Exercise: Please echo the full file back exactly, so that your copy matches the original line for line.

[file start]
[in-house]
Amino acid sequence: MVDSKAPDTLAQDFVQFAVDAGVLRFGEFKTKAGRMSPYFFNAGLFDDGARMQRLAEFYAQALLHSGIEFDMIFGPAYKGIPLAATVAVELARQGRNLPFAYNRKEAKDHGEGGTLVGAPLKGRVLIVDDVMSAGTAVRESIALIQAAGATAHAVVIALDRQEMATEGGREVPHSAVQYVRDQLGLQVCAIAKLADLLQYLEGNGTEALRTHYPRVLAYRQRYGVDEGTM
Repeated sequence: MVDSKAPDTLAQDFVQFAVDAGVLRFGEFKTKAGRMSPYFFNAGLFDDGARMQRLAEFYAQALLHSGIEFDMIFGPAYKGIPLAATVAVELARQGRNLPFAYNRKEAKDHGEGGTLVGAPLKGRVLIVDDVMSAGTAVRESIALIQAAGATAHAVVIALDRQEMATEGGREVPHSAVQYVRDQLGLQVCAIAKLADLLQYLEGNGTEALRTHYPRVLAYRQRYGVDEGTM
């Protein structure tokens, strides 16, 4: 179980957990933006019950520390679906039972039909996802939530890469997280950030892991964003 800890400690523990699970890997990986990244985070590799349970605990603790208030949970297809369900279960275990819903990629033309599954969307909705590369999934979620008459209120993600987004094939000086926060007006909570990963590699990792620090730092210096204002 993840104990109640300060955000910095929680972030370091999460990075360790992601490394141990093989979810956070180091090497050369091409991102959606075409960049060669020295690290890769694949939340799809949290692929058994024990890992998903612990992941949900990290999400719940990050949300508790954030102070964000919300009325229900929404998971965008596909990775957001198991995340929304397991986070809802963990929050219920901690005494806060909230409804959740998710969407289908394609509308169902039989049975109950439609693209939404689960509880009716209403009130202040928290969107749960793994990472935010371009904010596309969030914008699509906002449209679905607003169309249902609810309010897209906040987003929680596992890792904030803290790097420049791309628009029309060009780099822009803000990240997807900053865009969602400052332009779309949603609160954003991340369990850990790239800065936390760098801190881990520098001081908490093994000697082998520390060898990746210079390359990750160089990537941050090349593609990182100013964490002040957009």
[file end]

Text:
[in-house]
Amino acid sequence: MVDSKAPDTLAQDFVQFAVDAGVLRFGEFKTKAGRMSPYFFNAGLFDDGARMQRLAEFYAQALLHSGIEFDMIFGPAYKGIPLAATVAVELARQGRNLPFAYNRKEAKDHGEGGTLVGAPLKGRVLIVDDVMSAGTAVRESIALIQAAGATAHAVVIALDRQEMATEGGREVPHSAVQYVRDQLGLQVCAIAKLADLLQYLEGNGTEALRTHYPRVLAYRQRYGVDEGTM
Repeated sequence: MVDSKAPDTLAQDFVQFAVDAGVLRFGEFKTKAGRMSPYFFNAGLFDDGARMQRLAEFYAQALLHSGIEFDMIFGPAYKGIPLAATVAVELARQGRNLPFAYNRKEAKDHGEGGTLVGAPLKGRVLIVDDVMSAGTAVRESIALIQAAGATAHAVVIALDRQEMATEGGREVPHSAVQYVRDQLGLQVCAIAKLADLLQYLEGNGTEALRTHYPRVLAYRQRYGVDEGTM
């Protein structure tokens, strides 16, 4: 179980957990933006019950520390679906039972039909996802939530890469997280950030892991964003 800890400690523990699970890997990986990244985070590799349970605990603790208030949970297809369900279960275990819903990629033309599954969307909705590369999934979620008459209120993600987004094939000086926060007006909570990963590699990792620090730092210096204002 993840104990109640300060955000910095929680972030370091999460990075360790992601490394141990093989979810956070180091090497050369091409991102959606075409960049060669020295690290890769694949939340799809949290692929058994024990890992998903612990992941949900990290999400719940990050949300508790954030102070964000919300009325229900929404998971965008596909990775957001198991995340929304397991986070809802963990929050219920901690005494806060909230409804959740998710969407289908394609509308169902039989049975109950439609693209939404689960509880009716209403009130202040928290969107749960793994990472935010371009904010596309969030914008699509906002449209679905607003169309249902609810309010897209906040987003929680596992890792904030803290790097420049791309628009029309060009780099822009803000990240997807900053865009969602400052332009779309949603609160954003991340369990850990790239800065936390760098801190881990520098001081908490093994000697082998520390060898990746210079390359990750160089990537941050090349593609990182100013964490002040957009």